Association between vitamin D and diabetic neuropathy in a nationally representative sample: results from 2001–2004 NHANES
Article first published online: 7 DEC 2011
© 2011 The Authors. Diabetic Medicine © 2011 Diabetes UK
Volume 29, Issue 1, pages 50–55, January 2012
How to Cite
Soderstrom, L. H., Johnson, S. P., Diaz, V. A. and Mainous, A. G. (2012), Association between vitamin D and diabetic neuropathy in a nationally representative sample: results from 2001–2004 NHANES. Diabetic Medicine, 29: 50–55. doi: 10.1111/j.1464-5491.2011.03379.x
- Issue published online: 7 DEC 2011
- Article first published online: 7 DEC 2011
- Accepted manuscript online: 4 JUL 2011 12:39PM EST
- Accepted 30 June 2011
- diabetes mellitus;
- peripheral neuropathy;
- vitamin D
Diabet. Med. 29, 50–55 (2012)
Aims To evaluate the association between vitamin D insufficiency and peripheral neuropathy in a nationally representative sample of adults with diagnosed diabetes.
Methods Vitamin D concentrations, medical examination variables and questionnaire results from the 2001–2004 National Health and Nutrition Examination Survey were analysed for adults ≥ 40 years old with diagnosed diabetes (unweighted n = 591, weighted n = 8.82 million). Neuropathy was defined as self report of peripheral neuropathy symptoms of painful sensation, tingling, numbness or loss of feeling in hands or feet. Additionally, Semmes–Weinstein monofilament test results were used as an indicator of neuropathy. Insufficient vitamin D was characterized as < 30 ng/ml.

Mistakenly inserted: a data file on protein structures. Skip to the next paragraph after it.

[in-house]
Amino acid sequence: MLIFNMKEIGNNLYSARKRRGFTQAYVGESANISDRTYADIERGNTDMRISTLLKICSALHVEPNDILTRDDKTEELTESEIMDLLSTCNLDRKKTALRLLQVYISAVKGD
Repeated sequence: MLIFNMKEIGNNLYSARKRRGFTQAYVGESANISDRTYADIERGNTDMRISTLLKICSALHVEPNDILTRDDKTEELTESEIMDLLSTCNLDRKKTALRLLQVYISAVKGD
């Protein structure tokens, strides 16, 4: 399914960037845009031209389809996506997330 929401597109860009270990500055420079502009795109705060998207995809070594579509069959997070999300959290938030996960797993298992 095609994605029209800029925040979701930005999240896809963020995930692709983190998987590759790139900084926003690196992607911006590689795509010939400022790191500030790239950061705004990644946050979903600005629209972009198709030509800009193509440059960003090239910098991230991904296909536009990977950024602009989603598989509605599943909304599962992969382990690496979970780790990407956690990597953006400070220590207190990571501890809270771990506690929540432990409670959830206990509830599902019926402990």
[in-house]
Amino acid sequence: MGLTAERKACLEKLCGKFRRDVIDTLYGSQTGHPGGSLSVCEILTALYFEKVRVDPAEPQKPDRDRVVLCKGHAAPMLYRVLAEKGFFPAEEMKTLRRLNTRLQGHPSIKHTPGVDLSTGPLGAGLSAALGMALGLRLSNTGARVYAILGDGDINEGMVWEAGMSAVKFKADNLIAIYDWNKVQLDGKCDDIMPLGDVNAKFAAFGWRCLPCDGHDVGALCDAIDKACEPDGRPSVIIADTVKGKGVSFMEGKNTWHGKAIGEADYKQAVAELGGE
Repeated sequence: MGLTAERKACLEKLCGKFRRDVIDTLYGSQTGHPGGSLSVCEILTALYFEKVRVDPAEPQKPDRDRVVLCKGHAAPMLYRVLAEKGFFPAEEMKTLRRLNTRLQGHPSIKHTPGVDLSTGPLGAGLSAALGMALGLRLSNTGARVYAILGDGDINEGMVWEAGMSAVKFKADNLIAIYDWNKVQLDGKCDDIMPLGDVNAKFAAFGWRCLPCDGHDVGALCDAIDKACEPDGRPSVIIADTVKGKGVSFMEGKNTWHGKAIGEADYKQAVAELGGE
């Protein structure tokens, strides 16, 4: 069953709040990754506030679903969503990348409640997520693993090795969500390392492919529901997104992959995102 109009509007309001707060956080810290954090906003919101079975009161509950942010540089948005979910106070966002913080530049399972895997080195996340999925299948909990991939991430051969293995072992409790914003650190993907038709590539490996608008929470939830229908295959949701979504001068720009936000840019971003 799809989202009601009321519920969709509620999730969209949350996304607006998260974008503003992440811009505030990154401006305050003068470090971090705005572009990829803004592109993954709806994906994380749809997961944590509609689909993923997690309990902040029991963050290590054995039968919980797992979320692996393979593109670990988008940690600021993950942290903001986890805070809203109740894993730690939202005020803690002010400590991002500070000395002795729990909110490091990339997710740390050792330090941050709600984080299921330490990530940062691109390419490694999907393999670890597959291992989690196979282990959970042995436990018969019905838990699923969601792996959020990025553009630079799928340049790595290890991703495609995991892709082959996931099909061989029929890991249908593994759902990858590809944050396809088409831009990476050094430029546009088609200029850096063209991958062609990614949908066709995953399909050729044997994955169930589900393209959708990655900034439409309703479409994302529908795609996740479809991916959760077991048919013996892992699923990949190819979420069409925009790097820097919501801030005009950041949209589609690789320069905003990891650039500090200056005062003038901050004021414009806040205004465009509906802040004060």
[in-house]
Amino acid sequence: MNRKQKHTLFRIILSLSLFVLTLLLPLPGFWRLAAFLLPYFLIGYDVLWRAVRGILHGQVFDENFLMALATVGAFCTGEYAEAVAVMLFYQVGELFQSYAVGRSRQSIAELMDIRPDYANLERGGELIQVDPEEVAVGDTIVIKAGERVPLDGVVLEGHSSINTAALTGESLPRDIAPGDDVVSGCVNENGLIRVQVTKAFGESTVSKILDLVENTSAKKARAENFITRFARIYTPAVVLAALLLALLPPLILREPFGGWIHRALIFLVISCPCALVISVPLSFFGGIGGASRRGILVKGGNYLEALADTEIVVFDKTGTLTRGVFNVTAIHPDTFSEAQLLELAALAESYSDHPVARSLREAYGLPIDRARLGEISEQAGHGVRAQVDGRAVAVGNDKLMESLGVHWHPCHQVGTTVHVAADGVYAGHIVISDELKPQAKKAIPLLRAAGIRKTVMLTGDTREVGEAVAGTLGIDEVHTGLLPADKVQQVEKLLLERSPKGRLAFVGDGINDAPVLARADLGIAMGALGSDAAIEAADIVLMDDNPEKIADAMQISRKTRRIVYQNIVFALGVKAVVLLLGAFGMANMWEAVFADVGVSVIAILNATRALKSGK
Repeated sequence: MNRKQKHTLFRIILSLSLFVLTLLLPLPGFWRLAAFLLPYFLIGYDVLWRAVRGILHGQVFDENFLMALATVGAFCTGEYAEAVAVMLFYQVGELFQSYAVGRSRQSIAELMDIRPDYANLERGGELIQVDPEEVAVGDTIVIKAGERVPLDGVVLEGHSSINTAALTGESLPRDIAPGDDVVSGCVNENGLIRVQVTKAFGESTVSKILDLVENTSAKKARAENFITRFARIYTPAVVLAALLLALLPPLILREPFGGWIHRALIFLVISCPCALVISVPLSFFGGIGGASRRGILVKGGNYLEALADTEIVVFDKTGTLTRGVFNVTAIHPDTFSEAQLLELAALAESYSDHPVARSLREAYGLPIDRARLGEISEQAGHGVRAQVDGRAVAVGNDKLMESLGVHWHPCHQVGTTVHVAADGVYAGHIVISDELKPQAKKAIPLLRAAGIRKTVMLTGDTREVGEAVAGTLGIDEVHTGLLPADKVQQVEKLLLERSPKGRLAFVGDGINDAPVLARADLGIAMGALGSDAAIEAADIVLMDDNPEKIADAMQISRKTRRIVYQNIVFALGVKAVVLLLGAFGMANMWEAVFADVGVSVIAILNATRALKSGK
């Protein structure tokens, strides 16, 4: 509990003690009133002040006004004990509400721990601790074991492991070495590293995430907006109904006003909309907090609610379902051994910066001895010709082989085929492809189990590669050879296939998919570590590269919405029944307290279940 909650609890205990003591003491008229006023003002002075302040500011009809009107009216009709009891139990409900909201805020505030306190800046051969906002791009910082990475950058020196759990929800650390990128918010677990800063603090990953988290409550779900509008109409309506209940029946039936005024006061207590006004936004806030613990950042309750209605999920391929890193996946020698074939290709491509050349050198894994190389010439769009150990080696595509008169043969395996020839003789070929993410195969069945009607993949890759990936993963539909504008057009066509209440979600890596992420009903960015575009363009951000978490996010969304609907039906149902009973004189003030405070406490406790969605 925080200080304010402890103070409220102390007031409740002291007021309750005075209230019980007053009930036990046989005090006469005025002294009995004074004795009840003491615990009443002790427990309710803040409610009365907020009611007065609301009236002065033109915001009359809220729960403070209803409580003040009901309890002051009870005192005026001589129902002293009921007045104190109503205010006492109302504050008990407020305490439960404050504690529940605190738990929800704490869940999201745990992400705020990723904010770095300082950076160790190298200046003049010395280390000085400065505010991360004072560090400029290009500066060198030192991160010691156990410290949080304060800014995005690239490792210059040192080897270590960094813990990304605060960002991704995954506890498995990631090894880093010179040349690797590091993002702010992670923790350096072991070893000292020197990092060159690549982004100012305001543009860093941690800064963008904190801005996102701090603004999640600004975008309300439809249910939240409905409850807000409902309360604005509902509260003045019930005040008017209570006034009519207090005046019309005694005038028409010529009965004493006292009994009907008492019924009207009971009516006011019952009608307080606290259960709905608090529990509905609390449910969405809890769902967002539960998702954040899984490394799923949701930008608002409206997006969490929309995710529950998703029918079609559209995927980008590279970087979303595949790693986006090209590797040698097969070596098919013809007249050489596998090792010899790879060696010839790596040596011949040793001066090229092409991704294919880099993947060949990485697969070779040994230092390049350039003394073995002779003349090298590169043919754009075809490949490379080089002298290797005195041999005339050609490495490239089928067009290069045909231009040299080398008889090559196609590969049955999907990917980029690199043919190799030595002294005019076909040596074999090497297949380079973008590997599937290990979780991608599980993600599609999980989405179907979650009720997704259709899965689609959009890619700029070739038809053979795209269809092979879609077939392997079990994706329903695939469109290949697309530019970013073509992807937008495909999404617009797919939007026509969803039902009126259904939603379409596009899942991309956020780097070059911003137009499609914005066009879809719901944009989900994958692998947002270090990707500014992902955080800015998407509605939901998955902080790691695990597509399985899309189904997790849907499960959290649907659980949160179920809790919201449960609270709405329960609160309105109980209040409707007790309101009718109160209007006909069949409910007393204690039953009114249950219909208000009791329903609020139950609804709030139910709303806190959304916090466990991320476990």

Results In the weighted population, 81% of adults with diabetes had vitamin D insufficiency. Vitamin D insufficiency was more common among Hispanics (92%) and non-Hispanic black people (98%) than among non-Hispanic white people (76%). Within the 3 months preceding the questionnaire, 50% reported experiencing pain or numbness (paresthesia) in their hands or feet; 37% reported pain or tingling in hands or feet; and 38% reported numbness or loss of feeling in hands or feet. Eight per cent had 4–6 insensate areas on their feet as determined by the Semmes–Weinstein monofilament test. Logistic regressions demonstrate vitamin D insufficiency is associated with the adjusted composite paresthesia measure (odds ratio 2.12; 95% CI 1.17–3.85) and the adjusted numbness measure (odds ratio 2.04; 95% CI 1.18–3.52).
Conclusions Vitamin D insufficiency is associated with self-reported peripheral neuropathy symptoms even after adjusting for demographic factors, obesity, co-morbidities, use of medications for neuropathy and diabetes duration and control.